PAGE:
1. Granting the motion and any parameters to be set to assure the integrity of the process;  
2. Denying the motion and any parameters to be set to assure the integrity of the process;   
3. Dismissing the case without prejudice;  
4. Dismissing the case with prejudice; and  
5. Any other possible action.  

The Panel wanted to confirm that all parties received proper consideration, the integrity of the hearing process would be assured, and that the final action of the Panel would stand up to scrutiny.  

On July 19, 2017 at 9:00 a.m., the Panel, Respondent's counsel, and Ms. Mirch were available to convene the session. Ms. Mirch was asked for the information previously requested, the medical condition of Mr. Mirch and his availability for resuming the hearing. The Panel also requested information on Claimant's failure to appear and the Claimants future availability as a participant in the hearing. Ms. Mirch responded that she had not brought her husband to the doctor as yet. The Panel informed Ms. Mirch that the information was still required, and that the Panel would conclude this session. Ms. Mirch was instructed to provide the requested information for the afternoon session which would convene at 3:00 p.m. The session was concluded at approximately 9:30 a.m.  

The Panel retired to executive session spending time individually and as a Panel, examining Claimants exhibits, Claimant's Statement of Claim, FINRA Rules, and other appropriate documents in the case file. The Panel continued in this activity with a break only for lunch.  

That same day at 3:00 p.m., the Panel and Respondents counsel were available to convene the session. Ms. Mirch arrived at approximately 3:10 p.m. and the session was convened. Ms. Mirch brought two memos, marked M-1 and M-2. The memo from the Claimant indicated that he was attending to his wife and new child, and would not be available for 12 weeks. The memo regarding Mr. Mirch's health gave no date of actual availability to return, but indicated that he could not return for the remainder of this week, i.e. through July 21, 2017. Ms. Mirch again made an oral motion for an indefinite postponement of the hearing and reiterated that she could not represent the Claimant. Respondent's counsel again objected to Ms. Mirch's motion. The Panel recessed the session to go into executive session to rule on the oral motion.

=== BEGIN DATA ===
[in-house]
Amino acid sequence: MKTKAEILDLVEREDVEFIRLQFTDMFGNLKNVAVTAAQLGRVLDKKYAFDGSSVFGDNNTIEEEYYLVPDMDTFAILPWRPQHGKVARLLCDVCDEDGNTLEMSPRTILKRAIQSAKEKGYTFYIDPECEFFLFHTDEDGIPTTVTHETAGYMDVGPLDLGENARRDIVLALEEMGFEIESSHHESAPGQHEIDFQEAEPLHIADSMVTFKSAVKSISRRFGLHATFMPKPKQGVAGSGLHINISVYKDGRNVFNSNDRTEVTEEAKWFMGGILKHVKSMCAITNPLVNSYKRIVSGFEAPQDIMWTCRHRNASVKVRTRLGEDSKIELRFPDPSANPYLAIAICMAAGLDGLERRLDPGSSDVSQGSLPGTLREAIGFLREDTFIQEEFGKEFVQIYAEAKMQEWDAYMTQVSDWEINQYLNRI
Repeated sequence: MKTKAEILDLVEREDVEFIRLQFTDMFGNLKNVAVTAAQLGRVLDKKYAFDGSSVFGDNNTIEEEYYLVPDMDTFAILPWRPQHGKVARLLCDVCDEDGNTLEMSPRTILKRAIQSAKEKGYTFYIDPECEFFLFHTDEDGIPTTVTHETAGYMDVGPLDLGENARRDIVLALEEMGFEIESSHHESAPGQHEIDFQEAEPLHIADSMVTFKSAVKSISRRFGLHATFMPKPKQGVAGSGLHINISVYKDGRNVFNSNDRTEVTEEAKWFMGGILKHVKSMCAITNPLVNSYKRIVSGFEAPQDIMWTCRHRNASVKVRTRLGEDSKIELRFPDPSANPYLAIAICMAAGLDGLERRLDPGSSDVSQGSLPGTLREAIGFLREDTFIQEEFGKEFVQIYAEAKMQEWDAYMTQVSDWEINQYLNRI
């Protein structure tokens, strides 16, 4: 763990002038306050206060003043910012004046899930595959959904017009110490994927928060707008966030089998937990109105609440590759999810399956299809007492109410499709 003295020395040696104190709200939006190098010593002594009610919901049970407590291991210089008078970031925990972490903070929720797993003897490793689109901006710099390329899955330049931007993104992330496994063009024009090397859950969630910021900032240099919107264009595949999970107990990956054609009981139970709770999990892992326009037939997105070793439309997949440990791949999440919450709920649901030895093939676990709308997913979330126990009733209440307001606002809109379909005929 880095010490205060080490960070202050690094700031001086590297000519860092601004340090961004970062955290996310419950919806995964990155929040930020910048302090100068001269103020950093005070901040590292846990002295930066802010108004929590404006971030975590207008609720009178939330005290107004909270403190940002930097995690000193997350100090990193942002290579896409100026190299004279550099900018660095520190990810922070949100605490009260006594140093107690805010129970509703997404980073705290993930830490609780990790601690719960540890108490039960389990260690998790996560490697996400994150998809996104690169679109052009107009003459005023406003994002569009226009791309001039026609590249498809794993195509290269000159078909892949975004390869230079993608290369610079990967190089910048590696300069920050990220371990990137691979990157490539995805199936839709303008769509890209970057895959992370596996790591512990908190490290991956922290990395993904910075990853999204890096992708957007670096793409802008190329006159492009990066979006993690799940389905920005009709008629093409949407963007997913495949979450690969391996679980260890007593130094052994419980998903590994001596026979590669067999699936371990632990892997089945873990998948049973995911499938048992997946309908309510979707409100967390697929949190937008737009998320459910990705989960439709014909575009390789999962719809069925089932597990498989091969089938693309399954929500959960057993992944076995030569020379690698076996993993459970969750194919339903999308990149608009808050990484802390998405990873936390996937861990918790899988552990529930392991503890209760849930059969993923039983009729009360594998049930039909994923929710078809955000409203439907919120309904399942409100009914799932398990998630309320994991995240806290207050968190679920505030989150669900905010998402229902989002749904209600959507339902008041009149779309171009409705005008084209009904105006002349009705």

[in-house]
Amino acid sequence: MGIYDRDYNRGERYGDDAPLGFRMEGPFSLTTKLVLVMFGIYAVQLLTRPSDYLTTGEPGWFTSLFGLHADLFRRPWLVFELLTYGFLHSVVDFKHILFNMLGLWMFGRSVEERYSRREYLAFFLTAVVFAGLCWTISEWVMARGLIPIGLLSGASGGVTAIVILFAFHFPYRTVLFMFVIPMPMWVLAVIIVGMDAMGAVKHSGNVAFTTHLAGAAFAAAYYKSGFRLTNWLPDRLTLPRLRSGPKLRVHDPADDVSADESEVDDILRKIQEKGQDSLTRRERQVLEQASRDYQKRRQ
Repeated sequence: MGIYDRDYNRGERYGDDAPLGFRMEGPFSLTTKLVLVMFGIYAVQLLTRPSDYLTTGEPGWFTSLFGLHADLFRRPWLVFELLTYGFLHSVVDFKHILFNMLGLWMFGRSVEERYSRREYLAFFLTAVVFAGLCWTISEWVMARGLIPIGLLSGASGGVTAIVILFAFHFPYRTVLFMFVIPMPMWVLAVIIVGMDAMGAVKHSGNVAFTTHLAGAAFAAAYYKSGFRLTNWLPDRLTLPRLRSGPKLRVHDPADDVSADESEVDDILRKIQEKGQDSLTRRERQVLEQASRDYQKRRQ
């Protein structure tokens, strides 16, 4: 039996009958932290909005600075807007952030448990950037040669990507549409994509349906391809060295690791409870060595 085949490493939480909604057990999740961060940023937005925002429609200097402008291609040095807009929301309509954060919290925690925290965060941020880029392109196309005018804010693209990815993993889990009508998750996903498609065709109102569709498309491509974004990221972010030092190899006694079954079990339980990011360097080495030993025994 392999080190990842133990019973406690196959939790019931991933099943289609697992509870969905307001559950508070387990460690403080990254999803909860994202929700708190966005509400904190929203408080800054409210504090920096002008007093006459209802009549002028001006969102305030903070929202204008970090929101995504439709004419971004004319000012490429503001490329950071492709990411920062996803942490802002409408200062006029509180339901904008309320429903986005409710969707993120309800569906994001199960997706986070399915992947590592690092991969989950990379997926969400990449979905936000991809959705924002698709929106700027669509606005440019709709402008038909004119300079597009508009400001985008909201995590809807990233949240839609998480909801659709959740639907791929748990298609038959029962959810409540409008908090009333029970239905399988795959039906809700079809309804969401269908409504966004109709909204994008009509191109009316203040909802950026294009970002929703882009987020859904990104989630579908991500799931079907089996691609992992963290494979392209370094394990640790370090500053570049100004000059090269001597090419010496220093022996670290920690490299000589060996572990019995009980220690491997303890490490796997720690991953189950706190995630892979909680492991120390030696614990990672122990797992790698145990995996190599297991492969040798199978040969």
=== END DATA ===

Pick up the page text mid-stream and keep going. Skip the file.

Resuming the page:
During the executive session, the Panel discussed if there was sufficient evidence presented by Claimant's counsel, both witness testimony and the written exhibits, to assure that the Panel could make an honest, impartial, and comprehensive evaluation of Claimant's case. The Panel also considered Claimant's memo concerning his voluntary absence from the hearing. By unanimous vote, the Panel affirmed that the Panel could and would make an honest, impartial, and comprehensive evaluation of Claimant's case. The unanimous vote was to deny the request for an indefinite postponement.  

That same day at approximately 3:25 p.m., the session was reconvened and the Panel announced the decision to deny the oral motion. Ms. Mirch stated her objection to the denial and left the hearing. Respondent's counsel requested a directed verdict, which the Panel denied. Respondent's counsel was offered the same option as Claimant's counsel had -- to submit his exhibit books to the Panel to be accepted as evidence. Respondent did not have a witness testify, and did not cross-examine Claimants witness. Respondent's counsel then submitted exhibit books and the Panel accepted the exhibit books into evidence. Respondent's counsel made his closing statement and the session was adjourned at approximately 3:35 p.m.  

Executive Session

Thereafter, the arbitrators went into executive session, reviewed the parties' exhibit books and apparently took a shot at . . . at what, you might ask. I would likely raise that same question. Armed with whatever they had from whatever the hell had gone on in the form of an evidentiary hearing on July 18 and July 19, 2017, the FINRA Arbitration Panel apparently believed that it could deliberate and render a decision. And render they did!


The FINRA Arbitration Panel denied Claimant Ayre's claims because he had "failed to prove that there were grounds for an award that was substantiated by any credible evidence." You think? (The esteemed Bill Singer, Esq. says in an audible stage whisper).

Bill Singer's Comment

There are so many unanswered questions about why Claimant and his counsel had not requested an adjournment of the first hearing date in consideration of the wife's pregnancy and whatever the medical emergency was that necessitated the lawyer's absence. It is possible that the Claimant's wife went into an unexpectedly early childbirth. It is possible that Claimant's lawyer was stricken with an unexpected medical emergency. It would have been helpful for the FINRA Arbitration Decision to offer just a bit more context in order to explain why the arbitrators did not see fit to grant the adjournment. As best I understand it the arbitrators didn't see the need for further live hearings because they had exhibit books and heard Claimant's first witness. It will be interesting to see if Claimant appeals this outcome.